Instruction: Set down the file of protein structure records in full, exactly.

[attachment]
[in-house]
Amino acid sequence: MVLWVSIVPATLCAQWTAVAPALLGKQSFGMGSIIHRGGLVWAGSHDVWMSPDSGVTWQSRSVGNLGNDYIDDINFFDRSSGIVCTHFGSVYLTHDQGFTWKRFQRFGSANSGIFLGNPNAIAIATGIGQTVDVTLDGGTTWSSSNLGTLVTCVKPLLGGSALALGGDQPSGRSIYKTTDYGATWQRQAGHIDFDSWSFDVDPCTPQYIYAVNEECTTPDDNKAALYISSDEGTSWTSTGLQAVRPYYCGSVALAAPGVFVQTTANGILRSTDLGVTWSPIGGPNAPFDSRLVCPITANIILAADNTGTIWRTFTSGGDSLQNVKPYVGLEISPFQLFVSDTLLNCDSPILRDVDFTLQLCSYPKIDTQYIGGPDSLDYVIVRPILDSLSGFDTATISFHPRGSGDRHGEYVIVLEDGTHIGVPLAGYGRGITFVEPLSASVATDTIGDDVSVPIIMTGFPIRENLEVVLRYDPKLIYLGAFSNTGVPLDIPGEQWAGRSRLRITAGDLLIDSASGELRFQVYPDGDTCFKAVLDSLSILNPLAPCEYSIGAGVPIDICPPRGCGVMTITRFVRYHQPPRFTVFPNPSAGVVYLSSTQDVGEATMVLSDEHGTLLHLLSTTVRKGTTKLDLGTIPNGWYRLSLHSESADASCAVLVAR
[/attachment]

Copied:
[in-house]
Amino acid sequence: MVLWVSIVPATLCAQWTAVAPALLGKQSFGMGSIIHRGGLVWAGSHDVWMSPDSGVTWQSRSVGNLGNDYIDDINFFDRSSGIVCTHFGSVYLTHDQGFTWKRFQRFGSANSGIFLGNPNAIAIATGIGQTVDVTLDGGTTWSSSNLGTLVTCVKPLLGGSALALGGDQPSGRSIYKTTDYGATWQRQAGHIDFDSWSFDVDPCTPQYIYAVNEECTTPDDNKAALYISSDEGTSWTSTGLQAVRPYYCGSVALAAPGVFVQTTANGILRSTDLGVTWSPIGGPNAPFDSRLVCPITANIILAADNTGTIWRTFTSGGDSLQNVKPYVGLEISPFQLFVSDTLLNCDSPILRDVDFTLQLCSYPKIDTQYIGGPDSLDYVIVRPILDSLSGFDTATISFHPRGSGDRHGEYVIVLEDGTHIGVPLAGYGRGITFVEPLSASVATDTIGDDVSVPIIMTGFPIRENLEVVLRYDPKLIYLGAFSNTGVPLDIPGEQWAGRSRLRITAGDLLIDSASGELRFQVYPDGDTCFKAVLDSLSILNPLAPCEYSIGAGVPIDICPPRGCGVMTITRFVRYHQPPRFTVFPNPSAGVVYLSSTQDVGEATMVLSDEHGTLLHLLSTTVRKGTTKLDLGTIPNGWYRLSLHSESADASCAVLVAR